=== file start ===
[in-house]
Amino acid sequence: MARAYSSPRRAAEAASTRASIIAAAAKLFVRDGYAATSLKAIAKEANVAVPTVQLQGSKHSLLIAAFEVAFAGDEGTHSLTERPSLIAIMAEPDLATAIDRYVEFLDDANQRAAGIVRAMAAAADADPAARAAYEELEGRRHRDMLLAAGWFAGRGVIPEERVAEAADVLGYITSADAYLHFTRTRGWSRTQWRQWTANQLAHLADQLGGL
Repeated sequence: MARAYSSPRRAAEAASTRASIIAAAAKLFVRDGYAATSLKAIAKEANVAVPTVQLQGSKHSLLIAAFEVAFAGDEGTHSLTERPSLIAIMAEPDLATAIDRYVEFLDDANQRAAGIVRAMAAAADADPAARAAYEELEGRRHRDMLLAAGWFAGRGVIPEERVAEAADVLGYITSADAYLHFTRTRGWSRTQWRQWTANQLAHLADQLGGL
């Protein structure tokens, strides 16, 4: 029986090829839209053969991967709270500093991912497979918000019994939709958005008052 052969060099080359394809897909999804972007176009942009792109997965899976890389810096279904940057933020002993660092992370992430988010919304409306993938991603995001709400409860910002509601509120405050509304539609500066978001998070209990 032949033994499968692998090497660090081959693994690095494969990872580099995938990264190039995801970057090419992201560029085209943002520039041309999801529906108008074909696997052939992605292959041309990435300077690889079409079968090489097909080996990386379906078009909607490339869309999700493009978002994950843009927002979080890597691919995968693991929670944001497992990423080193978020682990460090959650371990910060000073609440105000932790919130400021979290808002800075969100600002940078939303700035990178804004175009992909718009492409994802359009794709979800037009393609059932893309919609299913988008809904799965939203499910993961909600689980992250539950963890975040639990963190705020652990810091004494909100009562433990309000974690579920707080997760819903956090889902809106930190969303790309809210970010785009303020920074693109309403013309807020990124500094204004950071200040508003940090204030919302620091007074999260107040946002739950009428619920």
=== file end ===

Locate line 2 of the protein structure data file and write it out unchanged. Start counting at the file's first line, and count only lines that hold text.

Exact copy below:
Amino acid sequence: MARAYSSPRRAAEAASTRASIIAAAAKLFVRDGYAATSLKAIAKEANVAVPTVQLQGSKHSLLIAAFEVAFAGDEGTHSLTERPSLIAIMAEPDLATAIDRYVEFLDDANQRAAGIVRAMAAAADADPAARAAYEELEGRRHRDMLLAAGWFAGRGVIPEERVAEAADVLGYITSADAYLHFTRTRGWSRTQWRQWTANQLAHLADQLGGL